Ten Things You Always Wanted to Ask a Hand Model

"People don't realize it, but it's a lot of work. You have to keep your hands stiff and hold them in one place for hours."
December 3, 2018, 10:00am
India hand model
Image: Monika Mathew

This article originally appeared on VICE India.

Every time you see an ad for a hair product with Kareena Kapoor or Deepika Padukone or Priyanka Chopra (you get the picture), and the camera cuts to their hands running through their hair—it’s not actually the movie star’s hands. The same happens with beauty product ads when said stars are piling on the creams, or in baby product ads with close-ups of hands bathing babies. Whenever hands are needed in the ad and movie biz, hand models are called in to save the day.


“Eighty percent of models don’t have good hands, and most film stars don’t either,” says Natasha D’Souza, a hand model turned modeling casting agent in Mumbai. “When you’re selling a product, a hand model is always used. No one wants to see ugly hands.” Ugly hands, according to D’Souza, translate to, unsurprisingly, “fat, short, and unmanicured.”

To find out more about this odd job, we spoke to 24-year-old Monika Mathew. She is very much in demand in the hand modeling industry, whose hands over the past three and a half years have graced nearly 100 ads.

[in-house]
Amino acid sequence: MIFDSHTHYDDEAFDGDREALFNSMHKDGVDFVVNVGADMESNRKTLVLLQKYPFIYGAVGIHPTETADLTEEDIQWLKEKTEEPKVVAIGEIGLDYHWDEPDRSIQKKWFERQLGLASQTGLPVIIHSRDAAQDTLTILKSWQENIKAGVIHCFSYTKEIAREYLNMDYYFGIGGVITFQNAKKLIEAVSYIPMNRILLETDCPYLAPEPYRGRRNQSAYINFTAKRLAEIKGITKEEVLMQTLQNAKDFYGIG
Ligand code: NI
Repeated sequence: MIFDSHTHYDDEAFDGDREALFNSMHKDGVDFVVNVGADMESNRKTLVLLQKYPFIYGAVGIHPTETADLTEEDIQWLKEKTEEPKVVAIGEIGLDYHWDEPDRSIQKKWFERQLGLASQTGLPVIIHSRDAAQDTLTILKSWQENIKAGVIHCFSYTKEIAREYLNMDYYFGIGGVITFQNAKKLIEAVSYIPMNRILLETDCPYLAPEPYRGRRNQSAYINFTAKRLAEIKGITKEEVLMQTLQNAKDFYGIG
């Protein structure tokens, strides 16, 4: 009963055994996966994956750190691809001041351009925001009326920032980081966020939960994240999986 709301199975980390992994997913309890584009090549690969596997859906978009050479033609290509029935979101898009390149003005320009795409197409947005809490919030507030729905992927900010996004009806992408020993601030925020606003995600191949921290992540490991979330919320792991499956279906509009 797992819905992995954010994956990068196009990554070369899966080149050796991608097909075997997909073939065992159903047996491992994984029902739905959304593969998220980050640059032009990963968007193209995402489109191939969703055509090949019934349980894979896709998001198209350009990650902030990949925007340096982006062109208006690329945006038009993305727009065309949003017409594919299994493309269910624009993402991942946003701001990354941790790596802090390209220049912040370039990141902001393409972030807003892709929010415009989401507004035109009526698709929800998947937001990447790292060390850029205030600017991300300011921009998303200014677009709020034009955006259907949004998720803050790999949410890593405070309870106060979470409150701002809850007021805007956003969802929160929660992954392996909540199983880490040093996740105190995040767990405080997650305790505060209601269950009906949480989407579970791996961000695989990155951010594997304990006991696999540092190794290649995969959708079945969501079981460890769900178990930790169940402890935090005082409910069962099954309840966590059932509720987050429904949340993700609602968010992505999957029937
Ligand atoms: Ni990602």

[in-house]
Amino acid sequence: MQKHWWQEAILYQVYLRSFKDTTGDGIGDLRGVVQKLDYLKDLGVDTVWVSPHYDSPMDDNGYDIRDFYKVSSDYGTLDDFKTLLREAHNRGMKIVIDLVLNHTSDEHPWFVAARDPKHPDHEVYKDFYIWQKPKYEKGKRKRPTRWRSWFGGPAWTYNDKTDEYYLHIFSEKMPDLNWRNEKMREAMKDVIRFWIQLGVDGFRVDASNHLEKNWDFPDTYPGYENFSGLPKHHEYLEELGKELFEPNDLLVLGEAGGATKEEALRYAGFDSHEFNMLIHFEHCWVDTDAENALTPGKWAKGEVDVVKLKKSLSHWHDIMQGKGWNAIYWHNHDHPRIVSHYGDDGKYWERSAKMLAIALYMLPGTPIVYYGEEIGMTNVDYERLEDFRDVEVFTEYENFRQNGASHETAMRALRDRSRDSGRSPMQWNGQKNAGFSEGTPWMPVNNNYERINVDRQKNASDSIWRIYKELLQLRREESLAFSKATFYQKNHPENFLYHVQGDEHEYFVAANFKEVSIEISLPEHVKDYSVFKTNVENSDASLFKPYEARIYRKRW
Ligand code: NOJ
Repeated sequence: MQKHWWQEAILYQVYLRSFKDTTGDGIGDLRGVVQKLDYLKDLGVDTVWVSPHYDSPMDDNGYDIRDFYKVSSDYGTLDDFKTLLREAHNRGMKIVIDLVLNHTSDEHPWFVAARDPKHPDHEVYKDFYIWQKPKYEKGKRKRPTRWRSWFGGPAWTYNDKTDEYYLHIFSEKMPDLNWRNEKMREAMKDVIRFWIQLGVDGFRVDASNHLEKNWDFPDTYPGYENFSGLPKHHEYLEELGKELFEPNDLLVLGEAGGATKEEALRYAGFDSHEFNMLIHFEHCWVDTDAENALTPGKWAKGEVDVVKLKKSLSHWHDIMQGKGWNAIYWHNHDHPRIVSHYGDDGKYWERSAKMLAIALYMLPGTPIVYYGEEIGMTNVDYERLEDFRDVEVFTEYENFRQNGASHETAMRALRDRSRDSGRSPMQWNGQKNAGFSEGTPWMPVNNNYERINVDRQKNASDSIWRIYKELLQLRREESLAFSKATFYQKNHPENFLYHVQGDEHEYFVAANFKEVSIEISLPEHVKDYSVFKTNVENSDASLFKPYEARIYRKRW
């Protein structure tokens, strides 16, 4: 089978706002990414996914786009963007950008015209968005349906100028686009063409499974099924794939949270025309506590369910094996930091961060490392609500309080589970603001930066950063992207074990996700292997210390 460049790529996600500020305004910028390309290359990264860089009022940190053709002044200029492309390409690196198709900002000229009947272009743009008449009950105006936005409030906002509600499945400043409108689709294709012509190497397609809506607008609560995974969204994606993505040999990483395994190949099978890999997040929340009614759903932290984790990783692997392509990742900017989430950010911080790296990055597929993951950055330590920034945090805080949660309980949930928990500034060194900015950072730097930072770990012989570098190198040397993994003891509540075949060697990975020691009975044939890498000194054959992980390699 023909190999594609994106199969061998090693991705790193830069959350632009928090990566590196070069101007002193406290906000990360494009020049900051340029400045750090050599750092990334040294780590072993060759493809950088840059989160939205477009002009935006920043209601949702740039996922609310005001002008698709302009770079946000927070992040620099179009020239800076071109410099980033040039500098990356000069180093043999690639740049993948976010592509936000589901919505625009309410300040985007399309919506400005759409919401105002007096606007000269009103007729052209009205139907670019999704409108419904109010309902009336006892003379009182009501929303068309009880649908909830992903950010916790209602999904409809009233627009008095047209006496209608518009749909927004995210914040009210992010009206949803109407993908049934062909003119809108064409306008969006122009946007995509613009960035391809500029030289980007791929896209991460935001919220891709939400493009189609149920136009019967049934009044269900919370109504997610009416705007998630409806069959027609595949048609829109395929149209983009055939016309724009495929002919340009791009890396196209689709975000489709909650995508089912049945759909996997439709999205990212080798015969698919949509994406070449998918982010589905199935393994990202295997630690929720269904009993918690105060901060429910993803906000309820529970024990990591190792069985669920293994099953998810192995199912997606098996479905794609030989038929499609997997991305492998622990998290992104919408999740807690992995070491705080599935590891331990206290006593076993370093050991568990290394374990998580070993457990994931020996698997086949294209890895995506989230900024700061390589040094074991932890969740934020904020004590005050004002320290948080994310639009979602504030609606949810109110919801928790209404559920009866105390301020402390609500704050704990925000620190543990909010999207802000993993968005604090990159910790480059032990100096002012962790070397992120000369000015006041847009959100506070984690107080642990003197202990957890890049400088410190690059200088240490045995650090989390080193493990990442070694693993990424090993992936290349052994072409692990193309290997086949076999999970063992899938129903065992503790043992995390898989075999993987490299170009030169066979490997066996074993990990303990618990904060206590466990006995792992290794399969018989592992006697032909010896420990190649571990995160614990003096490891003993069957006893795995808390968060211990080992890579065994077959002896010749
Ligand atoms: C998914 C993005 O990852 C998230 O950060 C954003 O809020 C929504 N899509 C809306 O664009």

"You have to keep your hands stiff and hold it in one place for hours."

VICE: How did you get into the business?
Monika: I had uploaded a full body picture on Instagram. A stranger noticed my hands, and asked me to send him close-ups. I sent it, and some days later he called me to the Raees shoot. I was elated, but through the whole day, the director had only shot me packing a lunch box. It was very weird.
When the movie was released, and I watched a scene, a close-up of Mahira Khan packing the same lunch box, and that’s when I realized those were my hands. After that, I started getting calls for ads.

What other products have you advertized?
Kareena Kapoor’s entire line of Lakmé products [beauty products]. All of Kajol’s Lifebuoy ads [medicine and antibacterial products], Deepika Padukone in Tanishq [a jewelry collection], even Sonam Kapoor and Tamanna Bhatia [Indian Actresses] in some other ads. I really enjoyed them.


Directors don’t treat hand models differently. We’re allowed to sit next to them [the stars]. Once during a shoot, Deepika [Padukone] came and sat across from me. For two minutes, I was shook. People would kill to meet her, and she was sitting in front me, chilling. It was a very proud moment for me.

How much money do you make per shoot?
When I started, I had no idea how much the pay was. Hand shots are such a niche business. But after a while, I figured out that usually it’s a four- to six-hour shoot, which can pay between Rs 10,000 to 20,000 [$140 to $280]. It depends on negotiation [skills], as well as the budget of the production house. Sometimes, I charge less if it’s a shorter shoot and close to my house. Occasionally, when you reach the location, the director changes his mind, taking the hand out entirely, and replacing it with just product shots. This happens a lot if we’re shooting for a lipstick ad.